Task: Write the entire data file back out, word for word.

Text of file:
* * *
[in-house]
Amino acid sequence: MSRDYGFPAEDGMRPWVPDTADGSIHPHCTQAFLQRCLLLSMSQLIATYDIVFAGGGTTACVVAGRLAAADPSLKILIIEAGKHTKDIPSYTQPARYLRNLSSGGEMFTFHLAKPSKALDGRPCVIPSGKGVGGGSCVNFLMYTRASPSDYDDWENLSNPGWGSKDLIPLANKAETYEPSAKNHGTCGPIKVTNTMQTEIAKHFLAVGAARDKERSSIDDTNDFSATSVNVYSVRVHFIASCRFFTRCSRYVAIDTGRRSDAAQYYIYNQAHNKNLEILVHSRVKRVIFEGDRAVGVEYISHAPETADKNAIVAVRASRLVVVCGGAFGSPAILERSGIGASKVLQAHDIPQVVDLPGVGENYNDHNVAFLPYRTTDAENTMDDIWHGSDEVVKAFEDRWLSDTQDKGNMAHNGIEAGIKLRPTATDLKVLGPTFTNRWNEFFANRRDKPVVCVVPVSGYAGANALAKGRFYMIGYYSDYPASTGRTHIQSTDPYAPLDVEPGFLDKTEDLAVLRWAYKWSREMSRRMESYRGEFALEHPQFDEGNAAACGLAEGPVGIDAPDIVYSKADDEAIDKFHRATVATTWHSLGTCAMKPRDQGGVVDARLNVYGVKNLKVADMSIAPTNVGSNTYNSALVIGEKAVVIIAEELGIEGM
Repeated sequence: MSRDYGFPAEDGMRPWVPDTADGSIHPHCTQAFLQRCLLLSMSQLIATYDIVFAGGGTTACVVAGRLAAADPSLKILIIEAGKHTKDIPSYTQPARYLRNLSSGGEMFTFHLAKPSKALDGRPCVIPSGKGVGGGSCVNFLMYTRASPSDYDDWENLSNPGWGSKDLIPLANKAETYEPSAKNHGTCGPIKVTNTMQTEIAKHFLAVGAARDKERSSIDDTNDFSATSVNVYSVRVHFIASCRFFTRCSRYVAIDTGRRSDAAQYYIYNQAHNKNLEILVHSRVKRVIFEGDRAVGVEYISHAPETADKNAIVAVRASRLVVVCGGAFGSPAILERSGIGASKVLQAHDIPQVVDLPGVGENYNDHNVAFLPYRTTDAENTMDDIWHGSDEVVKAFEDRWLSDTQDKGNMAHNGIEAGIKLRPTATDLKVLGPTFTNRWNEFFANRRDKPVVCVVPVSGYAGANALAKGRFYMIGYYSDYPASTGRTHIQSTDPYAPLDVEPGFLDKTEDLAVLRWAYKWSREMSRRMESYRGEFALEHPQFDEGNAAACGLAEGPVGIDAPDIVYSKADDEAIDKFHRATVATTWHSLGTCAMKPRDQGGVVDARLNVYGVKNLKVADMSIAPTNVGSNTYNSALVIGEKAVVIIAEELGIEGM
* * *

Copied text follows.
[in-house]
Amino acid sequence: MSRDYGFPAEDGMRPWVPDTADGSIHPHCTQAFLQRCLLLSMSQLIATYDIVFAGGGTTACVVAGRLAAADPSLKILIIEAGKHTKDIPSYTQPARYLRNLSSGGEMFTFHLAKPSKALDGRPCVIPSGKGVGGGSCVNFLMYTRASPSDYDDWENLSNPGWGSKDLIPLANKAETYEPSAKNHGTCGPIKVTNTMQTEIAKHFLAVGAARDKERSSIDDTNDFSATSVNVYSVRVHFIASCRFFTRCSRYVAIDTGRRSDAAQYYIYNQAHNKNLEILVHSRVKRVIFEGDRAVGVEYISHAPETADKNAIVAVRASRLVVVCGGAFGSPAILERSGIGASKVLQAHDIPQVVDLPGVGENYNDHNVAFLPYRTTDAENTMDDIWHGSDEVVKAFEDRWLSDTQDKGNMAHNGIEAGIKLRPTATDLKVLGPTFTNRWNEFFANRRDKPVVCVVPVSGYAGANALAKGRFYMIGYYSDYPASTGRTHIQSTDPYAPLDVEPGFLDKTEDLAVLRWAYKWSREMSRRMESYRGEFALEHPQFDEGNAAACGLAEGPVGIDAPDIVYSKADDEAIDKFHRATVATTWHSLGTCAMKPRDQGGVVDARLNVYGVKNLKVADMSIAPTNVGSNTYNSALVIGEKAVVIIAEELGIEGM
Repeated sequence: MSRDYGFPAEDGMRPWVPDTADGSIHPHCTQAFLQRCLLLSMSQLIATYDIVFAGGGTTACVVAGRLAAADPSLKILIIEAGKHTKDIPSYTQPARYLRNLSSGGEMFTFHLAKPSKALDGRPCVIPSGKGVGGGSCVNFLMYTRASPSDYDDWENLSNPGWGSKDLIPLANKAETYEPSAKNHGTCGPIKVTNTMQTEIAKHFLAVGAARDKERSSIDDTNDFSATSVNVYSVRVHFIASCRFFTRCSRYVAIDTGRRSDAAQYYIYNQAHNKNLEILVHSRVKRVIFEGDRAVGVEYISHAPETADKNAIVAVRASRLVVVCGGAFGSPAILERSGIGASKVLQAHDIPQVVDLPGVGENYNDHNVAFLPYRTTDAENTMDDIWHGSDEVVKAFEDRWLSDTQDKGNMAHNGIEAGIKLRPTATDLKVLGPTFTNRWNEFFANRRDKPVVCVVPVSGYAGANALAKGRFYMIGYYSDYPASTGRTHIQSTDPYAPLDVEPGFLDKTEDLAVLRWAYKWSREMSRRMESYRGEFALEHPQFDEGNAAACGLAEGPVGIDAPDIVYSKADDEAIDKFHRATVATTWHSLGTCAMKPRDQGGVVDARLNVYGVKNLKVADMSIAPTNVGSNTYNSALVIGEKAVVIIAEELGIEGM